SpiderOak protects sensitive user data with 256-bit AES encryption so that files and passwords stay private. Authorized accounts and network devices can store and sync sensitive data with complete privacy, because this cloud service has absolutely “zero-knowledge” of user passwords or data. And all plaintext encryption keys are exclusively stored on approved devices because SpiderOak never hosts any plaintext data. This way, even if programs like NSA’s PRISM continue to stand unchallenged, people can rest easy knowing that their data is truly protected. SpiderOak’s cross-platform private cloud services are available for users on Windows, Mac, and Linux platforms, along with Android and iOS mobile devices, allowing for full flexibility and mobile access. SpiderOak offers amazing products like SpiderOak Hive and SpiderOak Blue to secure consumer and enterprise data. You can signup for this product now.

Kalyani M., Author at The Privacy Post - Page 5 of 20

12

Facebook Even Tracks What You Don’t Post

Posted by on Dec 18, 2013

Facebook tracks your "self-censored" posts. Image from http://i.dailymail.co.uk/

                                            Facebook tracks your “self-censored” posts.                                               Image from http://i.dailymail.co.uk/

Facebook has become a part and parcel of our daily life. We make friends, post status updates, “like” each other’s pictures, and play games on this social networking site. Given all that, just imagine the amount of personal information Facebook have about its users.  Facebook tries to know everything about its users to provide them better service. In the past, Facebook has announced that it will track cursor movement of users to determine how much time they spend hovering over ads on the Facebook page to send them personalized advertisements. Besides tracking cursor movements, another study reveals that Facebook also stores information that we decide not to share with it. For example, a status update that you wanted to post, but for some reason changed your mind and did not post, or friend requests that you never accepted.

You must be thinking – Wait! How is that possible? How can Facebook know what we wanted to post? The code used in your browser while surfing Facebook can determine what you have typed in your status box or message, even if you decide not to publish it. The technology behind this is very similar to the technology used in Gmail.  You must have noticed whenever you type in a response in Gmail, the message is automatically saved as draft even if you did not send it. Even if you close the browser before saving your email message, you can find a copy of your email in the draft folder. Similarly, Facebook uses a code in your browser to collect the text that you type. The code collects and analyzes the text that you have typed and sends that information to Facebook. Facebook claims that the reason behind collecting this information is to determine if it was related to the interface, and find out ways to mitigate them. Facebook also wants to promote the News Feed feature, which shows up contents it thinks users will be interested in. Therefore by gathering more information about likes and dislikes of its users, Facebook can provide News Feeds that will be in the interest of the users.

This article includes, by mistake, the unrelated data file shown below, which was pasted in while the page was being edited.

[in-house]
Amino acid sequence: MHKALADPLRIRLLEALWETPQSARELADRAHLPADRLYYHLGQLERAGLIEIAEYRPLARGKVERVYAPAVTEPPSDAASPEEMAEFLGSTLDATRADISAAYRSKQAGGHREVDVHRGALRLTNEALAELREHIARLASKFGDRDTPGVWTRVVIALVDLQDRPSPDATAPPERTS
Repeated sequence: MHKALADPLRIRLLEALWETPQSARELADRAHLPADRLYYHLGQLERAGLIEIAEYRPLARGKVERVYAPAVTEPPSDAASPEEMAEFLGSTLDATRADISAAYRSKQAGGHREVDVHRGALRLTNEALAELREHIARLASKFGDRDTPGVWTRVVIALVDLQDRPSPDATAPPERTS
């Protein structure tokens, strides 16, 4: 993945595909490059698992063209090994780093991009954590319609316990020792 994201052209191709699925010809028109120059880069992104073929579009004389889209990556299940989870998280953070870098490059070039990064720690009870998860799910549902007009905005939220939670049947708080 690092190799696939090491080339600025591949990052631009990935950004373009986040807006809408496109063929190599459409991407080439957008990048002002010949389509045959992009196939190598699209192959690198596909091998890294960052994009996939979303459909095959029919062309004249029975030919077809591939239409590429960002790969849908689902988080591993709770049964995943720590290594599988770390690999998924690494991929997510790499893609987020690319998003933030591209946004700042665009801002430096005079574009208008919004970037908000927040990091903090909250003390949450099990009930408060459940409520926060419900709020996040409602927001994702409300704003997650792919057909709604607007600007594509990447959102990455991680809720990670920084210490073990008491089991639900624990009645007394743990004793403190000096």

Facebook collects posts or messages that you have not shared. Image from http://www.attorneymarketingprofits.com

Facebook collects posts or messages that you have not shared.          Image from http://www.attorneymarketingprofits.com

These unposted messages or thoughts are termed as “self–censorship” by Facebook. Two researchers, Adam Kramer and Sauvik Da, conducted an analysis on self-censored data on Facebook. They collected self–censorship data from a random sample of approximately 5 million English speaking Facebook users in a time frame of 17 days. They used two parameters to measure censorship on Facebook – “the “composer”—the HTML form element through which users can post standalone content such as status updates—and the “comment box”—the element through which users can respond to existing content such as status updates and photos”. They found out that 71% of users typed a message or status update but did not post it at the last minute. They conducted research on three different categories – demographics, behavioral features, and information on “social graph” of each user. According to their research paper, people censor posts more than comments because the posts attract more user attention and generate new discussion threads. Also, men are more likely to censor than women and even more when more of their friends are men than women. Finally they have concluded that  “people censor more when their audience is harder to define, and people censor more when the relevance of the communication “space” is narrower. “